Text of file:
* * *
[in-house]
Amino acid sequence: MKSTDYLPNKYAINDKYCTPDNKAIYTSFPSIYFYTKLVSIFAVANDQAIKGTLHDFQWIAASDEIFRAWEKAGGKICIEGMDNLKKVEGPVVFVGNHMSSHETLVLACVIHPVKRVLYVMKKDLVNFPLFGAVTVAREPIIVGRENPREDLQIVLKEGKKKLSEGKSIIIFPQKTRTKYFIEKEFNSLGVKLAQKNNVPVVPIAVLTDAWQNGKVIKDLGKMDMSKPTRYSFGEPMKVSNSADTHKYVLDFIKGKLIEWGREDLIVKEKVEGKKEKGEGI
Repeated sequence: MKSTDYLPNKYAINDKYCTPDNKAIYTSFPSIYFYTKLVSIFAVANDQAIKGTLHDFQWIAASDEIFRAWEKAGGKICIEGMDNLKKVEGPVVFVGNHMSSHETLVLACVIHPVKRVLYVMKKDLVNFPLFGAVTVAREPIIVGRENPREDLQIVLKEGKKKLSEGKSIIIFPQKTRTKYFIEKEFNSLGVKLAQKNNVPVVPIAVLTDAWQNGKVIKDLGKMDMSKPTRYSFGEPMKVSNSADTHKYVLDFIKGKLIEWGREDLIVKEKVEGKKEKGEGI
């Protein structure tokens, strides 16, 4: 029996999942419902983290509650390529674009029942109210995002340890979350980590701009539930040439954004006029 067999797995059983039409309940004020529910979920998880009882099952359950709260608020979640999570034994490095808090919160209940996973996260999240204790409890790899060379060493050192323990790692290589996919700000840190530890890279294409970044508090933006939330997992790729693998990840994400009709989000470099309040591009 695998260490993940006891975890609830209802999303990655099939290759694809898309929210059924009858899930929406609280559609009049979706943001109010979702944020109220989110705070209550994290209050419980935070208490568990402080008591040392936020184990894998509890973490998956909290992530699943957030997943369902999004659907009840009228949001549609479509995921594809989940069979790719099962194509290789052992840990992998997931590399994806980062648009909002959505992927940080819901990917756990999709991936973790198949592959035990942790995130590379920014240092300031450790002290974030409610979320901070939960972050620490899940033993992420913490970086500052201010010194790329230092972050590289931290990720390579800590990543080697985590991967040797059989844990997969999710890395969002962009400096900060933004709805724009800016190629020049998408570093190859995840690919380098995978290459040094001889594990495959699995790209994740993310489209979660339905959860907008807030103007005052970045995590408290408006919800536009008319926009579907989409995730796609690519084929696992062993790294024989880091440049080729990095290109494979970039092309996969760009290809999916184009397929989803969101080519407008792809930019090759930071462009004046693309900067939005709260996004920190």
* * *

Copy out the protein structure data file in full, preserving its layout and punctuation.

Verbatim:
[in-house]
Amino acid sequence: MKSTDYLPNKYAINDKYCTPDNKAIYTSFPSIYFYTKLVSIFAVANDQAIKGTLHDFQWIAASDEIFRAWEKAGGKICIEGMDNLKKVEGPVVFVGNHMSSHETLVLACVIHPVKRVLYVMKKDLVNFPLFGAVTVAREPIIVGRENPREDLQIVLKEGKKKLSEGKSIIIFPQKTRTKYFIEKEFNSLGVKLAQKNNVPVVPIAVLTDAWQNGKVIKDLGKMDMSKPTRYSFGEPMKVSNSADTHKYVLDFIKGKLIEWGREDLIVKEKVEGKKEKGEGI
Repeated sequence: MKSTDYLPNKYAINDKYCTPDNKAIYTSFPSIYFYTKLVSIFAVANDQAIKGTLHDFQWIAASDEIFRAWEKAGGKICIEGMDNLKKVEGPVVFVGNHMSSHETLVLACVIHPVKRVLYVMKKDLVNFPLFGAVTVAREPIIVGRENPREDLQIVLKEGKKKLSEGKSIIIFPQKTRTKYFIEKEFNSLGVKLAQKNNVPVVPIAVLTDAWQNGKVIKDLGKMDMSKPTRYSFGEPMKVSNSADTHKYVLDFIKGKLIEWGREDLIVKEKVEGKKEKGEGI
């Protein structure tokens, strides 16, 4: 029996999942419902983290509650390529674009029942109210995002340890979350980590701009539930040439954004006029 067999797995059983039409309940004020529910979920998880009882099952359950709260608020979640999570034994490095808090919160209940996973996260999240204790409890790899060379060493050192323990790692290589996919700000840190530890890279294409970044508090933006939330997992790729693998990840994400009709989000470099309040591009 695998260490993940006891975890609830209802999303990655099939290759694809898309929210059924009858899930929406609280559609009049979706943001109010979702944020109220989110705070209550994290209050419980935070208490568990402080008591040392936020184990894998509890973490998956909290992530699943957030997943369902999004659907009840009228949001549609479509995921594809989940069979790719099962194509290789052992840990992998997931590399994806980062648009909002959505992927940080819901990917756990999709991936973790198949592959035990942790995130590379920014240092300031450790002290974030409610979320901070939960972050620490899940033993992420913490970086500052201010010194790329230092972050590289931290990720390579800590990543080697985590991967040797059989844990997969999710890395969002962009400096900060933004709805724009800016190629020049998408570093190859995840690919380098995978290459040094001889594990495959699995790209994740993310489209979660339905959860907008807030103007005052970045995590408290408006919800536009008319926009579907989409995730796609690519084929696992062993790294024989880091440049080729990095290109494979970039092309996969760009290809999916184009397929989803969101080519407008792809930019090759930071462009004046693309900067939005709260996004920190």